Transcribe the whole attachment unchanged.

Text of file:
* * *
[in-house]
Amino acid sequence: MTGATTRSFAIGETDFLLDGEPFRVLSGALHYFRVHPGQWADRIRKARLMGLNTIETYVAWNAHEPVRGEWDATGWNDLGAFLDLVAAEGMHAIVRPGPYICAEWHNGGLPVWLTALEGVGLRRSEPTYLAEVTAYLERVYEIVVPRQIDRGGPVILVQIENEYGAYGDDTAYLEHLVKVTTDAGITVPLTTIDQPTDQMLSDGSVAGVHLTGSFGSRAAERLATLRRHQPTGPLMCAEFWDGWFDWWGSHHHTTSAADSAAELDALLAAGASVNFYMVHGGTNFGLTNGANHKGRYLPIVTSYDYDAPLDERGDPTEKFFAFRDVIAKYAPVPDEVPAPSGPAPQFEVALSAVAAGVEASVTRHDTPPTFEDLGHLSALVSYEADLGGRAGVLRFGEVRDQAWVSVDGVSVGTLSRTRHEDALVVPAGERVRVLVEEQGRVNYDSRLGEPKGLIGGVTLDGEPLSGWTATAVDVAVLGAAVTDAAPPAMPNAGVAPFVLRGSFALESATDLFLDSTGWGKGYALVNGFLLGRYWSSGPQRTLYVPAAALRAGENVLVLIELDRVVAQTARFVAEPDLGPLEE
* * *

[in-house]
Amino acid sequence: MTGATTRSFAIGETDFLLDGEPFRVLSGALHYFRVHPGQWADRIRKARLMGLNTIETYVAWNAHEPVRGEWDATGWNDLGAFLDLVAAEGMHAIVRPGPYICAEWHNGGLPVWLTALEGVGLRRSEPTYLAEVTAYLERVYEIVVPRQIDRGGPVILVQIENEYGAYGDDTAYLEHLVKVTTDAGITVPLTTIDQPTDQMLSDGSVAGVHLTGSFGSRAAERLATLRRHQPTGPLMCAEFWDGWFDWWGSHHHTTSAADSAAELDALLAAGASVNFYMVHGGTNFGLTNGANHKGRYLPIVTSYDYDAPLDERGDPTEKFFAFRDVIAKYAPVPDEVPAPSGPAPQFEVALSAVAAGVEASVTRHDTPPTFEDLGHLSALVSYEADLGGRAGVLRFGEVRDQAWVSVDGVSVGTLSRTRHEDALVVPAGERVRVLVEEQGRVNYDSRLGEPKGLIGGVTLDGEPLSGWTATAVDVAVLGAAVTDAAPPAMPNAGVAPFVLRGSFALESATDLFLDSTGWGKGYALVNGFLLGRYWSSGPQRTLYVPAAALRAGENVLVLIELDRVVAQTARFVAEPDLGPLEE